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If I have a set $S$ defined as the smallest set $S$ over an alphabet $A=\left\{ \star, \urcorner,(,), a_0,a_1, \dots \right\}$ ( $S\subseteq \cup_{k \in \mathbb{N}} A^k$) satisfying:

$\bullet \ a_0, a_1, \ldots$ $\in S$

$\bullet $ if $\alpha \in S$ then $ ( \urcorner \alpha) \in S$,

how can I then show for example that $( \alpha \urcorner )$ or $\alpha ()$ is not in the recursively defined set $S$, where $\alpha$ is some element of $S$ (or even $S\subseteq \cup_{k \in \mathbb{N}} A^k$, for greater generality). Of course I can "see" that this is the case, but how can I prove it ?

Maybe because it seems so easy to see that strings like the above can't be in $S$ I can't up with a proof. (Of course, if $\star \alpha$ were in $S$, intuitively it would be clear, that $S$ woulsn't be the smallest set anymore, but how would I then prove this ?)

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Are you sure that propositional calculus and logic fit here? It sounds like an exercise in formal languages. – Asaf Karagila May 21 '11 at 15:48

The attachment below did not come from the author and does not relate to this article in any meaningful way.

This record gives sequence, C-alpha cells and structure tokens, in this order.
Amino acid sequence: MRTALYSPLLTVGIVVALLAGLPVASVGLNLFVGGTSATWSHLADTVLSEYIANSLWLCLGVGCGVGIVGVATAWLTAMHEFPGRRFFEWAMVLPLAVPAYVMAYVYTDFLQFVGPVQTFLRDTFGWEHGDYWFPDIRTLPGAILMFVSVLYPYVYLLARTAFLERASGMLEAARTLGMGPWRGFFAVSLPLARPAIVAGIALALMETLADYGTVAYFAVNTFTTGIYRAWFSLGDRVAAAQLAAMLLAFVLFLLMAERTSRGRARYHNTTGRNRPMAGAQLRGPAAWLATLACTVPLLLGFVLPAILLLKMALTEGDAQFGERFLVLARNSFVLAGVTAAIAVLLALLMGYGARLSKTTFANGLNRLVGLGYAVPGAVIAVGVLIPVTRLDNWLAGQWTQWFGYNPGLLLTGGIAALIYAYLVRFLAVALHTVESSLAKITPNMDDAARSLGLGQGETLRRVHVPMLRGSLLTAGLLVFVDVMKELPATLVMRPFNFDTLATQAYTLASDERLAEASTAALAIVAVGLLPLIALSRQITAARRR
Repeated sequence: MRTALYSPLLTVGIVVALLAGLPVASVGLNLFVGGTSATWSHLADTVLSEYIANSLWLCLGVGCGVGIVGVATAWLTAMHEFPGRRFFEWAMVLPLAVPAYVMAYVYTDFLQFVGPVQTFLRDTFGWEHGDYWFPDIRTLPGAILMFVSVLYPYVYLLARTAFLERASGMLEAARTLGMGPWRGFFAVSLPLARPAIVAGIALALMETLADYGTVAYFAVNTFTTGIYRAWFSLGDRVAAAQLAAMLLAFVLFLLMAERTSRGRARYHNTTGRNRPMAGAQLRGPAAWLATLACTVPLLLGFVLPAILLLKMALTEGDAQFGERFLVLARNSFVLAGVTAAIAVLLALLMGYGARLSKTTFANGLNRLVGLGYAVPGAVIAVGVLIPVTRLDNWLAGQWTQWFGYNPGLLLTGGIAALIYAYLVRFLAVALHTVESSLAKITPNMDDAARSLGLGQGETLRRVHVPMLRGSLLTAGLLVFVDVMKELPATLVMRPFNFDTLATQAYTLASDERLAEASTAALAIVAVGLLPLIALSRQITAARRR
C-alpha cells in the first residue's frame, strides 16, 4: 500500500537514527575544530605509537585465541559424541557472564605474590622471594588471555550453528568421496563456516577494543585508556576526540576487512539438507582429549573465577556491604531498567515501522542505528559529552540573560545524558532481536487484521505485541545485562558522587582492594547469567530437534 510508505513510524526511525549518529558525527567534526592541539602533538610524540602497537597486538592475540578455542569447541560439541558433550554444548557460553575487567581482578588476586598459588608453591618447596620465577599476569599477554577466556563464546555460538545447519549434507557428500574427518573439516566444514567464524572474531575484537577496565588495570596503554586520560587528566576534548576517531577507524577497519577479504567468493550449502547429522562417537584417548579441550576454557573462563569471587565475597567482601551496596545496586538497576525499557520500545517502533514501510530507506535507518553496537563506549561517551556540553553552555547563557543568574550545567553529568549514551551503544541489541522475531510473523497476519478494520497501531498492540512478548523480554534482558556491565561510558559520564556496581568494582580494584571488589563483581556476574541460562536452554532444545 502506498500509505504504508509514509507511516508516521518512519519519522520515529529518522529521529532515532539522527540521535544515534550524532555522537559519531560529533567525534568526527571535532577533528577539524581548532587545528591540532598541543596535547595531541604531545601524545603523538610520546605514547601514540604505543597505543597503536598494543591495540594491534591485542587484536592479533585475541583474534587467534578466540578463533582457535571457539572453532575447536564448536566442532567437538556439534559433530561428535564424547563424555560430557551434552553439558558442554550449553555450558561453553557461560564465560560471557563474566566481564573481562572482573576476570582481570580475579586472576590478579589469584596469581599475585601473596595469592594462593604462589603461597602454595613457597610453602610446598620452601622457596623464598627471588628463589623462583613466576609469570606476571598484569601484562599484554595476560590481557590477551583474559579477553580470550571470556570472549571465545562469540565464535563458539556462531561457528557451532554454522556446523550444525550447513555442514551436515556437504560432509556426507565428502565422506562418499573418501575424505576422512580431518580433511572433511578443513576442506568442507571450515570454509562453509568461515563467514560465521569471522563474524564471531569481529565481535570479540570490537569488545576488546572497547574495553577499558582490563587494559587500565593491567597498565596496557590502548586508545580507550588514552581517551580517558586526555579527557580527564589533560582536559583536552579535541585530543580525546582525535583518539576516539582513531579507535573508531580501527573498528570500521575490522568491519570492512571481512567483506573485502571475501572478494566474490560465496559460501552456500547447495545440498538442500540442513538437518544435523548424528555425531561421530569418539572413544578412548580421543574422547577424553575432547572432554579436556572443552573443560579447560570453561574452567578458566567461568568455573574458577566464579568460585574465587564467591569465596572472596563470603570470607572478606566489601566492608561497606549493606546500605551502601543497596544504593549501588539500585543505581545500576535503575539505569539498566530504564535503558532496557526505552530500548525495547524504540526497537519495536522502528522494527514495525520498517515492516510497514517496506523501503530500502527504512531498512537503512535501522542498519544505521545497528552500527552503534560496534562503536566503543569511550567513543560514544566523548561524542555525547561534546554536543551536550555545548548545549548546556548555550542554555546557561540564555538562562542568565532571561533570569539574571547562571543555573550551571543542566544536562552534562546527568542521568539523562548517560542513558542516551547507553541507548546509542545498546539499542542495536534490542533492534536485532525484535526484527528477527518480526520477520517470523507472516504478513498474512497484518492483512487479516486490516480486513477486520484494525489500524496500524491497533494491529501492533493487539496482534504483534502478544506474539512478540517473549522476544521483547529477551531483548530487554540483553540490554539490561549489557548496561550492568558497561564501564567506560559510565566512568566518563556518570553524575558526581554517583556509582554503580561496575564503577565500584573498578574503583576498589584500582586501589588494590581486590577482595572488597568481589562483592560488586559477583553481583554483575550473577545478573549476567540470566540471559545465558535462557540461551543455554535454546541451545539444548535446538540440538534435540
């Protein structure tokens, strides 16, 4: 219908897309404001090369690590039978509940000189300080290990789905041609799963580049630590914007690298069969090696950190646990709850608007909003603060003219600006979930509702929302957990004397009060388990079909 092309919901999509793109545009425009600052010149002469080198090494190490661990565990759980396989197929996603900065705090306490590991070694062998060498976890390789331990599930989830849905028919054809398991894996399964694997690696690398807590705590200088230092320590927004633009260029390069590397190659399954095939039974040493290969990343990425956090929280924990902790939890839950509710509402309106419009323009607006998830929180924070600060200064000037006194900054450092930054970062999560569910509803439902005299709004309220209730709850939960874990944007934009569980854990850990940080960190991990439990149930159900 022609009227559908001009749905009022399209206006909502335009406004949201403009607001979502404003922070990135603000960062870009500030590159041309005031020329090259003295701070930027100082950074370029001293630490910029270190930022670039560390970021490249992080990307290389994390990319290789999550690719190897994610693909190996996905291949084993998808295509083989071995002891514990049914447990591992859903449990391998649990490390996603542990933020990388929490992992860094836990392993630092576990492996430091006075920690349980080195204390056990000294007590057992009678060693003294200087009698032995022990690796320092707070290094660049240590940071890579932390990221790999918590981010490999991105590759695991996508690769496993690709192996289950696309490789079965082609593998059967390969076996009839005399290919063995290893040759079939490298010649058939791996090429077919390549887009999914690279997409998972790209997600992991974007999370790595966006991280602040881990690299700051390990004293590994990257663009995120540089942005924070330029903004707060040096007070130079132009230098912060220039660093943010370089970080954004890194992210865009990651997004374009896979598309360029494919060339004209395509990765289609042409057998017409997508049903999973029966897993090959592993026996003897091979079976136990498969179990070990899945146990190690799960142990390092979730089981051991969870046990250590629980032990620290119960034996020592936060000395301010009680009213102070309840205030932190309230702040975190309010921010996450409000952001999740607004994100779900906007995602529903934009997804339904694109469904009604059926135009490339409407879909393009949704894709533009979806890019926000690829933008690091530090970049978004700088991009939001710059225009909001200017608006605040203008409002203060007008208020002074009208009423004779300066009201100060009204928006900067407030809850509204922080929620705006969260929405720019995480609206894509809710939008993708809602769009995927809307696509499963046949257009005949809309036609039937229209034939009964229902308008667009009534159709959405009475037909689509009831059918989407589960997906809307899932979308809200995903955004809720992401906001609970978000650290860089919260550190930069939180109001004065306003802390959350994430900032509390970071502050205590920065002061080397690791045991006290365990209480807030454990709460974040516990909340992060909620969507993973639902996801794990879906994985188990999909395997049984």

Maybe. But there isn't a "formal languages" tag and I came up with the question while browsing a chapter on propositional calculus...but feel free to edit the tags, if you want to. – user10324 May 21 '11 at 19:32
up vote 1 down vote accepted

Added Remark: This is a solution to the previous incarnation of the question, which was quite different (it asked one to show that no word of shape $\star\alpha$ is in the set). This is not a solution of the altered question!

It is obvious, and does not require proof (unless, weirdly, it is demanded that you prove it).

What do we mean by "smallest set $S$"? In the context of this kind of definition, it means the intersection of all the sets satisfying your two bulleted conditions.

Now let $W$ be the set of all words over the alphabet that contains everything except the $\star$, Then $W$ obviously satisfies the bulleted conditions. It follows by the definition of $S$ that $S \subset W$, since $W$ is one of the sets that was intersected to make $S$. And it is clear that no word of the form $\star\alpha$ is in $W$.

Remark about changed question The strategy of a proof does not change much for the altered questions. (But if the question changes again, the strategy might have to change). For example, look at the set $Z$ of words that do not end with $()$ or with $($. It is clear that if $\alpha$ is in $Z$, then the string produced by the second bulleted condition is in $Z$. So $Z$ is one of the sets intersected to produce $S$. This implies that $S$ does not contain any string of shape $\alpha()$.

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